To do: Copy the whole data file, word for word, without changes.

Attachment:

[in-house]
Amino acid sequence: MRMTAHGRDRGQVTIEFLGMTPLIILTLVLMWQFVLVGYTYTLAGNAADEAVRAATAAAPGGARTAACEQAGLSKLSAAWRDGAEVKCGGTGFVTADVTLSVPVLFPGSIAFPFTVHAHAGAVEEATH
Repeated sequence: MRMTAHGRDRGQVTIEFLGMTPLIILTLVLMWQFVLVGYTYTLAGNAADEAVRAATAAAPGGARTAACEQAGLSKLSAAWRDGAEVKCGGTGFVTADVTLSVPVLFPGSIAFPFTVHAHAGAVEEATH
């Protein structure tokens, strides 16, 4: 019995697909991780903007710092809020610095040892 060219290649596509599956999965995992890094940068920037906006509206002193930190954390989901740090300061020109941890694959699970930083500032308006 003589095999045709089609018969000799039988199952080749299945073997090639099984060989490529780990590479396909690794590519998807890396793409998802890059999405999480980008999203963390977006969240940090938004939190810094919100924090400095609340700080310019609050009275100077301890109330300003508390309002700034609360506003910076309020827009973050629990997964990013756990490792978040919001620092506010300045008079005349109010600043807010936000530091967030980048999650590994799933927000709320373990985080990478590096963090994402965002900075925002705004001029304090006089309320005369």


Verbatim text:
[in-house]
Amino acid sequence: MRMTAHGRDRGQVTIEFLGMTPLIILTLVLMWQFVLVGYTYTLAGNAADEAVRAATAAAPGGARTAACEQAGLSKLSAAWRDGAEVKCGGTGFVTADVTLSVPVLFPGSIAFPFTVHAHAGAVEEATH
Repeated sequence: MRMTAHGRDRGQVTIEFLGMTPLIILTLVLMWQFVLVGYTYTLAGNAADEAVRAATAAAPGGARTAACEQAGLSKLSAAWRDGAEVKCGGTGFVTADVTLSVPVLFPGSIAFPFTVHAHAGAVEEATH
């Protein structure tokens, strides 16, 4: 019995697909991780903007710092809020610095040892 060219290649596509599956999965995992890094940068920037906006509206002193930190954390989901740090300061020109941890694959699970930083500032308006 003589095999045709089609018969000799039988199952080749299945073997090639099984060989490529780990590479396909690794590519998807890396793409998802890059999405999480980008999203963390977006969240940090938004939190810094919100924090400095609340700080310019609050009275100077301890109330300003508390309002700034609360506003910076309020827009973050629990997964990013756990490792978040919001620092506010300045008079005349109010600043807010936000530091967030980048999650590994799933927000709320373990985080990478590096963090994402965002900075925002705004001029304090006089309320005369």